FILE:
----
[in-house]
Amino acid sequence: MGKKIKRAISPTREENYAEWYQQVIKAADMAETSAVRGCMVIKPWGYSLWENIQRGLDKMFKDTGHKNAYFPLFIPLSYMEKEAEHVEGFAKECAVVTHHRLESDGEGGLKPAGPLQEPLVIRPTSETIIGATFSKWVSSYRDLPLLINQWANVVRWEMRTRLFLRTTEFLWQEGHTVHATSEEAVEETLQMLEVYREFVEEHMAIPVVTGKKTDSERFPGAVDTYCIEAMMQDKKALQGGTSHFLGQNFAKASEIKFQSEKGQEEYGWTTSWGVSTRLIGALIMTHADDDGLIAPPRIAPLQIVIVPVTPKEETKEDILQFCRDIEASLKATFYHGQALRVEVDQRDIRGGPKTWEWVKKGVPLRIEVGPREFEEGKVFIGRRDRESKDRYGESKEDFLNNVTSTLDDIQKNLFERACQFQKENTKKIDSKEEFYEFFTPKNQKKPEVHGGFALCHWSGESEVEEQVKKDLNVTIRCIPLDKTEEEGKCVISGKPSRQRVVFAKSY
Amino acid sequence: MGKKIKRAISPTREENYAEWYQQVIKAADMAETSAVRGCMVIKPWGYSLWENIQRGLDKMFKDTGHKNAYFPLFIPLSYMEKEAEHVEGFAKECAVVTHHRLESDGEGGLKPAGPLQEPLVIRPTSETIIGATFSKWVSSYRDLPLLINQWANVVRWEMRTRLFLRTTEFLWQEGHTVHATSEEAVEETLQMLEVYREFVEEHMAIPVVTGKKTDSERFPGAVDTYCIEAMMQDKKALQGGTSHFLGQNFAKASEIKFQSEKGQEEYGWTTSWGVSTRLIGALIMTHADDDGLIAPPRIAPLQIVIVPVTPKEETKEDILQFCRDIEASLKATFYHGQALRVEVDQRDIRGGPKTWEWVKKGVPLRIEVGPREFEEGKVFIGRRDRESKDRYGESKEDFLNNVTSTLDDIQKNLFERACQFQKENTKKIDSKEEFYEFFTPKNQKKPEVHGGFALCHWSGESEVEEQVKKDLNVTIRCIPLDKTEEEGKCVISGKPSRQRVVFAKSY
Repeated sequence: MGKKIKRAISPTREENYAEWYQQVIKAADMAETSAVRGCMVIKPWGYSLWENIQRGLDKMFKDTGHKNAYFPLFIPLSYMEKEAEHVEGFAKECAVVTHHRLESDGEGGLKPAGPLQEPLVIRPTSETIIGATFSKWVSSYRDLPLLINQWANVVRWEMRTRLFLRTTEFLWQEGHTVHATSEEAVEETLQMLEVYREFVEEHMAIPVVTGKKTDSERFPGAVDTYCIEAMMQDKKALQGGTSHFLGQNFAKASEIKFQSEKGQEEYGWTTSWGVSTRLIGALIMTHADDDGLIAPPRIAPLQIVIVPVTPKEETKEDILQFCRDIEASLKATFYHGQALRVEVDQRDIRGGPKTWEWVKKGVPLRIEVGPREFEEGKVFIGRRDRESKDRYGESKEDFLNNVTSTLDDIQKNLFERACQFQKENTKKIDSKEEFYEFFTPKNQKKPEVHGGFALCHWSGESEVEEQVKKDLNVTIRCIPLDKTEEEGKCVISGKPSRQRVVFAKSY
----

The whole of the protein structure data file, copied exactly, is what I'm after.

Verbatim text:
[in-house]
Amino acid sequence: MGKKIKRAISPTREENYAEWYQQVIKAADMAETSAVRGCMVIKPWGYSLWENIQRGLDKMFKDTGHKNAYFPLFIPLSYMEKEAEHVEGFAKECAVVTHHRLESDGEGGLKPAGPLQEPLVIRPTSETIIGATFSKWVSSYRDLPLLINQWANVVRWEMRTRLFLRTTEFLWQEGHTVHATSEEAVEETLQMLEVYREFVEEHMAIPVVTGKKTDSERFPGAVDTYCIEAMMQDKKALQGGTSHFLGQNFAKASEIKFQSEKGQEEYGWTTSWGVSTRLIGALIMTHADDDGLIAPPRIAPLQIVIVPVTPKEETKEDILQFCRDIEASLKATFYHGQALRVEVDQRDIRGGPKTWEWVKKGVPLRIEVGPREFEEGKVFIGRRDRESKDRYGESKEDFLNNVTSTLDDIQKNLFERACQFQKENTKKIDSKEEFYEFFTPKNQKKPEVHGGFALCHWSGESEVEEQVKKDLNVTIRCIPLDKTEEEGKCVISGKPSRQRVVFAKSY
Amino acid sequence: MGKKIKRAISPTREENYAEWYQQVIKAADMAETSAVRGCMVIKPWGYSLWENIQRGLDKMFKDTGHKNAYFPLFIPLSYMEKEAEHVEGFAKECAVVTHHRLESDGEGGLKPAGPLQEPLVIRPTSETIIGATFSKWVSSYRDLPLLINQWANVVRWEMRTRLFLRTTEFLWQEGHTVHATSEEAVEETLQMLEVYREFVEEHMAIPVVTGKKTDSERFPGAVDTYCIEAMMQDKKALQGGTSHFLGQNFAKASEIKFQSEKGQEEYGWTTSWGVSTRLIGALIMTHADDDGLIAPPRIAPLQIVIVPVTPKEETKEDILQFCRDIEASLKATFYHGQALRVEVDQRDIRGGPKTWEWVKKGVPLRIEVGPREFEEGKVFIGRRDRESKDRYGESKEDFLNNVTSTLDDIQKNLFERACQFQKENTKKIDSKEEFYEFFTPKNQKKPEVHGGFALCHWSGESEVEEQVKKDLNVTIRCIPLDKTEEEGKCVISGKPSRQRVVFAKSY
Repeated sequence: MGKKIKRAISPTREENYAEWYQQVIKAADMAETSAVRGCMVIKPWGYSLWENIQRGLDKMFKDTGHKNAYFPLFIPLSYMEKEAEHVEGFAKECAVVTHHRLESDGEGGLKPAGPLQEPLVIRPTSETIIGATFSKWVSSYRDLPLLINQWANVVRWEMRTRLFLRTTEFLWQEGHTVHATSEEAVEETLQMLEVYREFVEEHMAIPVVTGKKTDSERFPGAVDTYCIEAMMQDKKALQGGTSHFLGQNFAKASEIKFQSEKGQEEYGWTTSWGVSTRLIGALIMTHADDDGLIAPPRIAPLQIVIVPVTPKEETKEDILQFCRDIEASLKATFYHGQALRVEVDQRDIRGGPKTWEWVKKGVPLRIEVGPREFEEGKVFIGRRDRESKDRYGESKEDFLNNVTSTLDDIQKNLFERACQFQKENTKKIDSKEEFYEFFTPKNQKKPEVHGGFALCHWSGESEVEEQVKKDLNVTIRCIPLDKTEEEGKCVISGKPSRQRVVFAKSY